Influencer Tina Craig is speaking out in the wake of a spike in hate crimes against Asian Americans.
Between March 2020 and June 2020, there were 2,120 reported hate crimes against Asian Americans.
Into the Badlands star Daniel Wu and Lost star Daniel Dae Kim have also raised awareness of the attacks.
In the wake of a spike in hate crimes against Asian Americans, U Beauty founder and influencer Tina Craig is speaking out and encouraging her Instagram followers to do the same.
"Asians were taught by our parents to 'turn the other cheek' in the face of racism, prejudice, and abuse," Craig said in a video posted to her Instagram account, @bagsnob. "Asians were taught by our suppressors to 'know our place.' They want us to believe that anti-Asian racism doesn't exist. And so we stayed silent, the picture of a model minority. Hate crimes against Asian-Americans have increased by 1900% in the last year alone, yet mainstream media isn't reporting on it. So it's up to us to speak up, #SilentNoMore."
Craig is referring to data from the New York P0lice Department that showed a 1,900 percent increase in anti-Asian hate crimes in New York City from 2019 to 2020, according to the As the Queens Chronicle. There were 20 attacks reported in the first half of 2020, while they're only been one incident in all of 2019.
In another post, she wrote about how there have been "20 serious incidents of attacks and murders in the Oakland area alone in 2 weeks," yet most people outside of California haven't heard about them.
Between March 2020 and June 2020, a total of 2,120 hate crimes against Asian Americans have been reported in the United States, according to CBS News. That number has only increased as the pandemic has continued.
Most recently, 84-year-old Vicha Ratanapakdee, a Thai immigrant living in San Francisco, died after he was attacked on Jan. 28. In Oakland, a 91-year-old man, a 60-year-old man, and a 55-year-old woman were all attacked around noon on Jan. 31. As a result of these attacks, Alameda County District Attorney Nancy O'Malley has created a special response unit to focus on attacks against Asian Americans.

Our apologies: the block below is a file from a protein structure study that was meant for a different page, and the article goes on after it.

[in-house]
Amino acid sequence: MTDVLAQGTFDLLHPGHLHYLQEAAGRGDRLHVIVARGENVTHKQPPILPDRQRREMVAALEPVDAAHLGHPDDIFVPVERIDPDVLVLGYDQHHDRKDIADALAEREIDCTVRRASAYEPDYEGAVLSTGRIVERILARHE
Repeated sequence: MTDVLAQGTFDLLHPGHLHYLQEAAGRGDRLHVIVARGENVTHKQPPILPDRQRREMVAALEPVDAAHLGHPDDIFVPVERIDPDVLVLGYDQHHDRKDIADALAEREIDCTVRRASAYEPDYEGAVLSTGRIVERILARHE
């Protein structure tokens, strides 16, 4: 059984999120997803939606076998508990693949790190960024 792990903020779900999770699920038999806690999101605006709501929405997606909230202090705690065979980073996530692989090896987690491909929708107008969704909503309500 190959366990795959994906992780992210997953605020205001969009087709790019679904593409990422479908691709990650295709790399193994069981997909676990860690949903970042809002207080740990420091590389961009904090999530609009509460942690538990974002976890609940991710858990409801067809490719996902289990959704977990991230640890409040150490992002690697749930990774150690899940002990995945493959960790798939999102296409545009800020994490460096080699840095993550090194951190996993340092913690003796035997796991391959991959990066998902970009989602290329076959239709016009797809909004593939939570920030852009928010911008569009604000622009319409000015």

"The rapid increase in criminal acts targeted against members of the Asian community, particularly Chinese Americans, who live and work in Alameda County is intolerable," she said at a news conference, per CNN.
Throughout most of 2020, the Trump administration referred to the COVID-19 pandemic as "the China virus," "the Kung-flu," and "the Wuhan virus." In a United Nations report released in August, officials wrote that the Trump administration's word choice likely contributed to the marked increase in hate crimes against Asian Americans.
"We are further concerned by the documented increase in hate and misogynist speech, including incitement to hatred and racial discrimination in public places and online, and the contribution of the President of the United States in seemingly legitimizing these violations," the report said.
Over the weekend, actors and activists have teamed up to raise awareness about the issue. Into the Badlands star Daniel Wu and Lost star Daniel Dae Kim offered a $25,000 reward for information about the Bay Area attacks; a suspect who was already booked for a different crime was identified as the perpetrator, according to ABC 7 News.
"We know that the pandemic is not going away and the hate against Asian Americans is not going away," Congressman Ted Lieu told NBC. "We did not understand why the [Trump administration] Department of Justice wasn't doing more in countering hate crimes."
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